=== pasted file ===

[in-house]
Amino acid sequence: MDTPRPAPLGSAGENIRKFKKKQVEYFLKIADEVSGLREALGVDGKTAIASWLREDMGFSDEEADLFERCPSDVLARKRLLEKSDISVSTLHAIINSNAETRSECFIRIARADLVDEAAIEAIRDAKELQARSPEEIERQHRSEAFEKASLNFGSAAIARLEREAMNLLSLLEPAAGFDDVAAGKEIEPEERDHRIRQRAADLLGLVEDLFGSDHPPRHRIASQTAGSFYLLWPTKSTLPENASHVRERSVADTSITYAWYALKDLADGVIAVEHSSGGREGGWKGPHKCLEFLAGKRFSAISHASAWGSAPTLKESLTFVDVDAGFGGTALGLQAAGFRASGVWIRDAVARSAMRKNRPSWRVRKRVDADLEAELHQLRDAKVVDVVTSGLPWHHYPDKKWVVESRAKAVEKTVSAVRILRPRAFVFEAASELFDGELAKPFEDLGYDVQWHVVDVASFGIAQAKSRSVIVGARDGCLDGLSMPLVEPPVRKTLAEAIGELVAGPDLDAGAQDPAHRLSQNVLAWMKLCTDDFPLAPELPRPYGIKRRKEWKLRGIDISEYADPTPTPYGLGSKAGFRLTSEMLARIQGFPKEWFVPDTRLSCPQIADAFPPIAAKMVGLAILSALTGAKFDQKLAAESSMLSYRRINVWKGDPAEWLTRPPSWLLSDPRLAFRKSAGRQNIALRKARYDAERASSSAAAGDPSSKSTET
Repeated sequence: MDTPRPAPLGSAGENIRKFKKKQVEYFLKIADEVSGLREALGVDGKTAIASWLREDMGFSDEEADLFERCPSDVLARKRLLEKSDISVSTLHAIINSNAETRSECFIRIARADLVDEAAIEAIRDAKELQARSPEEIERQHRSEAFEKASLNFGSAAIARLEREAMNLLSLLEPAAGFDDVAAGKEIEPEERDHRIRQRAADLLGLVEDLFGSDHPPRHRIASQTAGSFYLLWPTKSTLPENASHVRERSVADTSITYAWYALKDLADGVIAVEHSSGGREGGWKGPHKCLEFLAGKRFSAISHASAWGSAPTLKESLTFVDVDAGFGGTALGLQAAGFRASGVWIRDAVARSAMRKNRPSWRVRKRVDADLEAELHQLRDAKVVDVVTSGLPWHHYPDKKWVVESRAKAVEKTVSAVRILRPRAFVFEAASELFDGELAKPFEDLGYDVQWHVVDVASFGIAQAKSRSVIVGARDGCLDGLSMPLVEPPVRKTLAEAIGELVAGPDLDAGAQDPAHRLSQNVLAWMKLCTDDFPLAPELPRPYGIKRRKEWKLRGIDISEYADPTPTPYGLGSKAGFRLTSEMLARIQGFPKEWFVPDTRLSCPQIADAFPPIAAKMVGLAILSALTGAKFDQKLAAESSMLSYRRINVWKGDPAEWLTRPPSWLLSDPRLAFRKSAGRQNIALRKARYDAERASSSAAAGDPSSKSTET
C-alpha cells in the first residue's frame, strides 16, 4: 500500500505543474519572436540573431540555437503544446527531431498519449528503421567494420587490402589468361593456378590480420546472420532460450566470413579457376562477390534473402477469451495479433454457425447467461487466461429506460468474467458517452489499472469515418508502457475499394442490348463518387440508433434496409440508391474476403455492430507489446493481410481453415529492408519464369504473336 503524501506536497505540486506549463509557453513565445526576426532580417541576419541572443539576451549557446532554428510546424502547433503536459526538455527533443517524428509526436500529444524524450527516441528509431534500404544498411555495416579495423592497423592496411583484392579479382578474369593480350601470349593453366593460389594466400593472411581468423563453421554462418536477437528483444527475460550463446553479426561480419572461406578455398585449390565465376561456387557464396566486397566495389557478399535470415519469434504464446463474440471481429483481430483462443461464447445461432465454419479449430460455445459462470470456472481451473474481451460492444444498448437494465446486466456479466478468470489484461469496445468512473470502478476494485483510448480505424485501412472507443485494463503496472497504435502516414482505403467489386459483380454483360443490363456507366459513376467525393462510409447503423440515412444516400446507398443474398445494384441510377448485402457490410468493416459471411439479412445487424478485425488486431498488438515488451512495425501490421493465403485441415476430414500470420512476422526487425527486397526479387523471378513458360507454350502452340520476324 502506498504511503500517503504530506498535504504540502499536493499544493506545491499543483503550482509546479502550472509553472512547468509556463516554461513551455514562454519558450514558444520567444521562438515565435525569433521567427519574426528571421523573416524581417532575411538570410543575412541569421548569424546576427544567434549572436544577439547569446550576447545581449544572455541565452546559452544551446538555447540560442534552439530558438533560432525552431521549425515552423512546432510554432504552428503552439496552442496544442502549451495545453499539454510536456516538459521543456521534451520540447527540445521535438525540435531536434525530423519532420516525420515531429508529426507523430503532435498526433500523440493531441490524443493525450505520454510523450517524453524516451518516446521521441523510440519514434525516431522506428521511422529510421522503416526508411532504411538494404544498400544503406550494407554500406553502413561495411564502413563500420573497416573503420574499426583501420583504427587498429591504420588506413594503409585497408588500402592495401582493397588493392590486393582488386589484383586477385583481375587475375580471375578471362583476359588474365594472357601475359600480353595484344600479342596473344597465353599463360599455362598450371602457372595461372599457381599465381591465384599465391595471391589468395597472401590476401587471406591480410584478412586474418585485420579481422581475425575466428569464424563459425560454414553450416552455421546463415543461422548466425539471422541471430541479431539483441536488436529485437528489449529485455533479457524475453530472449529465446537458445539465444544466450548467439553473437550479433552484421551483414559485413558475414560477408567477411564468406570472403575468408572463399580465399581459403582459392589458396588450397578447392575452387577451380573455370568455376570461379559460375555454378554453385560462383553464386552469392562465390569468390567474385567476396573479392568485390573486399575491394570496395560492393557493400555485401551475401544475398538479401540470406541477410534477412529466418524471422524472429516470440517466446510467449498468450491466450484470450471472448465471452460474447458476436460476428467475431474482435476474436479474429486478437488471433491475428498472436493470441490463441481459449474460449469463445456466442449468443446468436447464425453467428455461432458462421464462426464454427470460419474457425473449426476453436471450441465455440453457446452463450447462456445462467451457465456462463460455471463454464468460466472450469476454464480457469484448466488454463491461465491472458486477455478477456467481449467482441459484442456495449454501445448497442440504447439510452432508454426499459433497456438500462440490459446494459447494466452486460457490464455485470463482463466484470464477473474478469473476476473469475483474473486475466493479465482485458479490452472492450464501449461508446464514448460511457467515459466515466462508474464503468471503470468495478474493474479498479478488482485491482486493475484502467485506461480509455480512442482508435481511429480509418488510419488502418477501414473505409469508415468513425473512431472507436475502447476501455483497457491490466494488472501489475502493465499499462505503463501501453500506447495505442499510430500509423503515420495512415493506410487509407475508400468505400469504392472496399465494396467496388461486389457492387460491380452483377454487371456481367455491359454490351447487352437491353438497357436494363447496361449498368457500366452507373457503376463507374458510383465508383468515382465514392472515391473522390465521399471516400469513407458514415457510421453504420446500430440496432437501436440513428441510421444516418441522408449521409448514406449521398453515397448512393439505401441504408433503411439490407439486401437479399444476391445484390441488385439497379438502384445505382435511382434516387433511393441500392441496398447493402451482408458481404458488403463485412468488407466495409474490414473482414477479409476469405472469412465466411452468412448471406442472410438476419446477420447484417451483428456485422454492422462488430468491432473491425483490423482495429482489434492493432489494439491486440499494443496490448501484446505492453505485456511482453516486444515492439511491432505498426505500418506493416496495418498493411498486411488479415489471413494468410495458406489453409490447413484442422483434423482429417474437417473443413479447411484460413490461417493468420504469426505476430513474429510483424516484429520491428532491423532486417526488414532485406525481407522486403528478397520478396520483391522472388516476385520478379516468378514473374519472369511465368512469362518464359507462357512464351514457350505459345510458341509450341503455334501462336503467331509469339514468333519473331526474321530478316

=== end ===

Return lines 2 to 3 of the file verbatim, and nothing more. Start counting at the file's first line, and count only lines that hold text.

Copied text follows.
Amino acid sequence: MDTPRPAPLGSAGENIRKFKKKQVEYFLKIADEVSGLREALGVDGKTAIASWLREDMGFSDEEADLFERCPSDVLARKRLLEKSDISVSTLHAIINSNAETRSECFIRIARADLVDEAAIEAIRDAKELQARSPEEIERQHRSEAFEKASLNFGSAAIARLEREAMNLLSLLEPAAGFDDVAAGKEIEPEERDHRIRQRAADLLGLVEDLFGSDHPPRHRIASQTAGSFYLLWPTKSTLPENASHVRERSVADTSITYAWYALKDLADGVIAVEHSSGGREGGWKGPHKCLEFLAGKRFSAISHASAWGSAPTLKESLTFVDVDAGFGGTALGLQAAGFRASGVWIRDAVARSAMRKNRPSWRVRKRVDADLEAELHQLRDAKVVDVVTSGLPWHHYPDKKWVVESRAKAVEKTVSAVRILRPRAFVFEAASELFDGELAKPFEDLGYDVQWHVVDVASFGIAQAKSRSVIVGARDGCLDGLSMPLVEPPVRKTLAEAIGELVAGPDLDAGAQDPAHRLSQNVLAWMKLCTDDFPLAPELPRPYGIKRRKEWKLRGIDISEYADPTPTPYGLGSKAGFRLTSEMLARIQGFPKEWFVPDTRLSCPQIADAFPPIAAKMVGLAILSALTGAKFDQKLAAESSMLSYRRINVWKGDPAEWLTRPPSWLLSDPRLAFRKSAGRQNIALRKARYDAERASSSAAAGDPSSKSTET
Repeated sequence: MDTPRPAPLGSAGENIRKFKKKQVEYFLKIADEVSGLREALGVDGKTAIASWLREDMGFSDEEADLFERCPSDVLARKRLLEKSDISVSTLHAIINSNAETRSECFIRIARADLVDEAAIEAIRDAKELQARSPEEIERQHRSEAFEKASLNFGSAAIARLEREAMNLLSLLEPAAGFDDVAAGKEIEPEERDHRIRQRAADLLGLVEDLFGSDHPPRHRIASQTAGSFYLLWPTKSTLPENASHVRERSVADTSITYAWYALKDLADGVIAVEHSSGGREGGWKGPHKCLEFLAGKRFSAISHASAWGSAPTLKESLTFVDVDAGFGGTALGLQAAGFRASGVWIRDAVARSAMRKNRPSWRVRKRVDADLEAELHQLRDAKVVDVVTSGLPWHHYPDKKWVVESRAKAVEKTVSAVRILRPRAFVFEAASELFDGELAKPFEDLGYDVQWHVVDVASFGIAQAKSRSVIVGARDGCLDGLSMPLVEPPVRKTLAEAIGELVAGPDLDAGAQDPAHRLSQNVLAWMKLCTDDFPLAPELPRPYGIKRRKEWKLRGIDISEYADPTPTPYGLGSKAGFRLTSEMLARIQGFPKEWFVPDTRLSCPQIADAFPPIAAKMVGLAILSALTGAKFDQKLAAESSMLSYRRINVWKGDPAEWLTRPPSWLLSDPRLAFRKSAGRQNIALRKARYDAERASSSAAAGDPSSKSTET